Interview with Marjie Citron, Pediatric Occupational Therapist

Interview with Marjie Citron, Pediatric Occupational Therapist

I met Marjie during our time at NYU. She is an amazing person and therapist. Her advice to OT students is rock solid. I hope this interview will serve as a resource for occupational therapists interested in school-based OT, Brain Gym, OT as a second career or just being excellent. 

Primary Practice Area: Pediatrics

Years in Practice: 3.5

One piece of advice to OT students: 

I believe that the most important thing in any practice area is your relationship with your clients/patients/students. No technique is more powerful than really showing up with another human being in a genuine and present way. And be generous with well-deserved, positive feedback. Don't be fake, but genuinely acknowledging something well done, no matter how small, goes a long way in helping with self-esteem and motivation, and in establishing a trusting relationship.

How did you become interested in OT?

I had a first career after college as a modern dancer and choreographer. That led me to become interested in bodywork, and to go to massage school where I became a licensed massage therapist. Then a few years later I was introduced to Brain Gym® and Educational Kinesiology, a system of using simple movement based activities and techniques to enhance learning. Over time I became licensed to teach Brain Gym. In my courses I started to meet occupational therapists, and discovered how well the two types of work fit together. I ended up returning to graduate school, and received my MS in occupational therapy from NYU in 2011.

Tell us about your career path, thus far. 

I was part of a scholarship program through New York City where I agreed to work in public schools in a high-need area in exchange for tuition for grad school. I am now in my fourth year as a pediatric occupational therapist at an elementary school in the South Bronx. I also pick up additional cases after school with children who have qualified for services but for some reason do not have a therapist available to them during the school day. At my school I do a combination of push-in work in classrooms, where I help to identify and implement strategies to help children in areas of challenge, and also pull-out sessions which generally focus more on skill remediation. I integrate Brain Gym and other movement based techniques into my sessions, and I help teachers to incorporate movement and sensory activities into their classroom routines. 

What is your favorite part of your workday?

I love the conversations I get to have with children while we’re working. Kids are just so real and authentic. Some of those moments when I know a child is getting to know him or herself a little better and beginning to realize just how fabulous he/she really is – those makes me happy.

What is the biggest challenge of your workday?

Well I have to admit I don't love the paperwork. Have to do it, but not my favorite part of the job.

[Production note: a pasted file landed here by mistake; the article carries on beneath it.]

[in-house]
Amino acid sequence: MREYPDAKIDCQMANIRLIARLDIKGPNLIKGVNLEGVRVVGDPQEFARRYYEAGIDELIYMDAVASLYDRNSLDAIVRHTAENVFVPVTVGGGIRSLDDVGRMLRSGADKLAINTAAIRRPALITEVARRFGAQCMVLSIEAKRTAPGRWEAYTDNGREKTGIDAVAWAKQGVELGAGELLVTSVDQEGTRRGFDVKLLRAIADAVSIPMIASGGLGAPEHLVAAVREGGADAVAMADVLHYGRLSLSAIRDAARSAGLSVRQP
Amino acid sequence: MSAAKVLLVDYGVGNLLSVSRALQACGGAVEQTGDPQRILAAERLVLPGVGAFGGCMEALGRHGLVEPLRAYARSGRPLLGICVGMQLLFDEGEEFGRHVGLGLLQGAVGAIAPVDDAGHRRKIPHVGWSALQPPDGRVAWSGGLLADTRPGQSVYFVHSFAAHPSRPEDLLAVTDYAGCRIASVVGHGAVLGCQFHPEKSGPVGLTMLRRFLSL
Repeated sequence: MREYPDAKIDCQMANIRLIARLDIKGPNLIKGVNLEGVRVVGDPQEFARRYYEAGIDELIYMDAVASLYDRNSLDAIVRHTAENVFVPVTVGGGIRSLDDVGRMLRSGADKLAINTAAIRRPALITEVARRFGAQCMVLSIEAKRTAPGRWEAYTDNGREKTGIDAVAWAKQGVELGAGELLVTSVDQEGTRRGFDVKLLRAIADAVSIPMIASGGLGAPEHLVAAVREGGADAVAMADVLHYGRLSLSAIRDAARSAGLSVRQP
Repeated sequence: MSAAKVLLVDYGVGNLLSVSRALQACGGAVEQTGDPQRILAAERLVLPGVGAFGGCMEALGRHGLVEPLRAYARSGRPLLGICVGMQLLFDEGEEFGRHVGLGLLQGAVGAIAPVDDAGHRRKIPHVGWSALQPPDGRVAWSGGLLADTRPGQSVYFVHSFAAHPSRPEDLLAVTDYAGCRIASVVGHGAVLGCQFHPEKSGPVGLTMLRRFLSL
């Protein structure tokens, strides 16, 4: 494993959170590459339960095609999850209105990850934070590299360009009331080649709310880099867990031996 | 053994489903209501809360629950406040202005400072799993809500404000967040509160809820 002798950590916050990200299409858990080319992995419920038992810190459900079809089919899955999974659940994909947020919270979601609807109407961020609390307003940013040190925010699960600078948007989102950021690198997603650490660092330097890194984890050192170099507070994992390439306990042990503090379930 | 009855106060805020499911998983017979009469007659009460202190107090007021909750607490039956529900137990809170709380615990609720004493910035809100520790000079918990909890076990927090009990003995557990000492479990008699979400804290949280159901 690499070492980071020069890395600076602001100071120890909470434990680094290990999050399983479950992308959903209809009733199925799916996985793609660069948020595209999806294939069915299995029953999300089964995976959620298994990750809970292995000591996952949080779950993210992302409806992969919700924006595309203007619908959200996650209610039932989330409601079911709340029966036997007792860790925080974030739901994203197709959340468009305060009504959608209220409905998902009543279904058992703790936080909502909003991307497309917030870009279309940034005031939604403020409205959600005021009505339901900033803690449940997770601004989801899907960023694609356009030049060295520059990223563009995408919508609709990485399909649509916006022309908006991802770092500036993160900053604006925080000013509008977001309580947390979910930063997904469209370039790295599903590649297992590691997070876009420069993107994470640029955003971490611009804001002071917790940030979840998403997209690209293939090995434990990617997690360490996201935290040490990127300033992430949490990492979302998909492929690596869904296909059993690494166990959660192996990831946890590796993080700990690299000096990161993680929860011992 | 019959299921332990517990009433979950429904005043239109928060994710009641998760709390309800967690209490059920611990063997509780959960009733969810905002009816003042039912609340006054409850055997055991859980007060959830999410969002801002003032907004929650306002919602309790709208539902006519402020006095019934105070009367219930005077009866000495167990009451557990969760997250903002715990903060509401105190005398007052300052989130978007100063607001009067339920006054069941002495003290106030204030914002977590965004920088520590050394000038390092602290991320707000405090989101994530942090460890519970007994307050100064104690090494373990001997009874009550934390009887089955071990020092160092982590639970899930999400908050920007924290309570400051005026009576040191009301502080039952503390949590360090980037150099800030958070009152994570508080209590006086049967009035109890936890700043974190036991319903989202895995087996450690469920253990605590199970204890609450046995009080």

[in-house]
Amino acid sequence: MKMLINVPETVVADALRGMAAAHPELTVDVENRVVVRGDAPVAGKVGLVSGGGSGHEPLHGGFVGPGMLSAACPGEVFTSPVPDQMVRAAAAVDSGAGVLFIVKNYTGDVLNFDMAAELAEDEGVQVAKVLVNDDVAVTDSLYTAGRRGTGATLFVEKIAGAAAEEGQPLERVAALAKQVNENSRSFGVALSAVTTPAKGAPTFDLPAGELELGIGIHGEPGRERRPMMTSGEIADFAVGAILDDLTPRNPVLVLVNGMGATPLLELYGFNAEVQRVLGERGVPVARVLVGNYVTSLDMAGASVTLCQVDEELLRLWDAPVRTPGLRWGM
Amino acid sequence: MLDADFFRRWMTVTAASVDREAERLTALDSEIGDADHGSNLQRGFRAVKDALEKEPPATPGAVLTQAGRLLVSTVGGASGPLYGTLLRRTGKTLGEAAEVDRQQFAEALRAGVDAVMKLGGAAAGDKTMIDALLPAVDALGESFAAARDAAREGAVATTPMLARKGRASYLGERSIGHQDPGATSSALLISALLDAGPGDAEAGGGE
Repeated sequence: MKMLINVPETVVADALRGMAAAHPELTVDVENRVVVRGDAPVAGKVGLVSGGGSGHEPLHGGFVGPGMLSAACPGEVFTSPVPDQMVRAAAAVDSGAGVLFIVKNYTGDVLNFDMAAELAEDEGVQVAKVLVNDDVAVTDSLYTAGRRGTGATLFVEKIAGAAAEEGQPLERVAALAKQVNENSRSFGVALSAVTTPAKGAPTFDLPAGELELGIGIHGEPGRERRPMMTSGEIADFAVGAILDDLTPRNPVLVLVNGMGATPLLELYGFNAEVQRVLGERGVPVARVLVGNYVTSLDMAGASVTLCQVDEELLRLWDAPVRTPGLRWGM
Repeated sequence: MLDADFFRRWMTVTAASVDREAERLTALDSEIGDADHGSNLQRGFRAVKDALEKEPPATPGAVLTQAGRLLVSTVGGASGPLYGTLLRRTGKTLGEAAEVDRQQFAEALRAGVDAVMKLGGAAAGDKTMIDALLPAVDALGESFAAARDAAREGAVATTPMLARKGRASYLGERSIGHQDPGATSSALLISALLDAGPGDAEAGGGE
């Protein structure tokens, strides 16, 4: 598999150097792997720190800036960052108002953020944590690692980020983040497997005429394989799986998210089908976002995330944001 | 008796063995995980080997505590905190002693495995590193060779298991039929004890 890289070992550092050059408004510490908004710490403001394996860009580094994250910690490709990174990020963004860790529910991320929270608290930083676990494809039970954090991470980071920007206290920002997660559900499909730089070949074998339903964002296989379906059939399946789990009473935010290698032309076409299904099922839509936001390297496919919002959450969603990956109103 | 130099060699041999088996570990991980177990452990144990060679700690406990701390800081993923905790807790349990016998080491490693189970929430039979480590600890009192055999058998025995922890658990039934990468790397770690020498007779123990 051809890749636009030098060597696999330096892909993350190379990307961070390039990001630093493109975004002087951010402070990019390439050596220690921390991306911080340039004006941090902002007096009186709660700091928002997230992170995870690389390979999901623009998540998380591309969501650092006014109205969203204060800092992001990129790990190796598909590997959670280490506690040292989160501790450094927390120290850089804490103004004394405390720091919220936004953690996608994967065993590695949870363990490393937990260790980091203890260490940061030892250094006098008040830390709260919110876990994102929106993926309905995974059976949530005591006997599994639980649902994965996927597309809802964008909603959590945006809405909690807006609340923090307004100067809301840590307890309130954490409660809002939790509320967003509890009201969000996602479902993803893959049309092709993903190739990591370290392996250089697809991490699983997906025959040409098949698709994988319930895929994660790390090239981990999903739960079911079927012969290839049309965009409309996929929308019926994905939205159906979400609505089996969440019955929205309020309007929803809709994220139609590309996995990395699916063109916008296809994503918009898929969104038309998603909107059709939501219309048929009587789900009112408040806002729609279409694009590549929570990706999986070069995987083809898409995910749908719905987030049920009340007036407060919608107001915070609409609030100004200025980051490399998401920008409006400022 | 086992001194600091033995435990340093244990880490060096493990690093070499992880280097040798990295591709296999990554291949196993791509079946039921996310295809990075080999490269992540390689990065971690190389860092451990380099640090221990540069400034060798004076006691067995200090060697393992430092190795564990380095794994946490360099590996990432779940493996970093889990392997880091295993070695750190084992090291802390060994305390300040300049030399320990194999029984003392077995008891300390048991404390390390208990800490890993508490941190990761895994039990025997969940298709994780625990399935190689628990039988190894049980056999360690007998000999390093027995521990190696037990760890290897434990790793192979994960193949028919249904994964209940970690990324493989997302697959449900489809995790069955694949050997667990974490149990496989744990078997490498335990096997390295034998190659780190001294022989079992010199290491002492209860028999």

I know you are trained in Brain Gym, how does this intersect with your practice?

My experience with Brain Gym, both as a client and as an instructor, is that it helps almost any activity feel easier to accomplish. So when I incorporate Brain Gym activities into my sessions with children, I find that they improve a lot faster than if I just have them practice challenging skills, or if I only adapt tasks or change the environment. I do that too, but I have observed over and over that following Brain Gym activities, individuals appear to have more resources on board – both eyes, both ears, both hands, both sides of the body all seem to work together better, and they appear calmer, more organized, and more present. That is a much more optimal state for learning than when they feel stressed out and overwhelmed. I observe this with individuals of all ages, and definitely with the children at my school.

What research or new knowledge has been impacting your practice lately? 

I have a special area of interest in developmental movement, and how our movement experiences when we are very young will impact our success in all sorts of areas later on in life, including with academic skills like reading and writing. I've recently been studying methods of early childhood reflex integration, which help to identify areas where development may have been incomplete, and offer tools and techniques to put those delayed processes back into motion. It's fascinating and powerful.

If someone were interested in pursuing work in your practice area, how would you recommend they proceed? 

Learn as much about development as you can. And then allow yourself to learn from the children. More often than not if you really pay attention, they can show or tell you exactly what they need. Listen, look, and follow their lead. Children learn best when they are relaxed and in a state of authentic play. So don't be afraid to have fun - It's a big perk of the job!

Note: Brain Gym® is a registered trademark of the Educational Kinesiology Foundation/Brain Gym® International, Ventura, California. For more information about Brain Gym, please visit www.braingym.org.  For more information about Marjie please visit www.marjiecitron.com.

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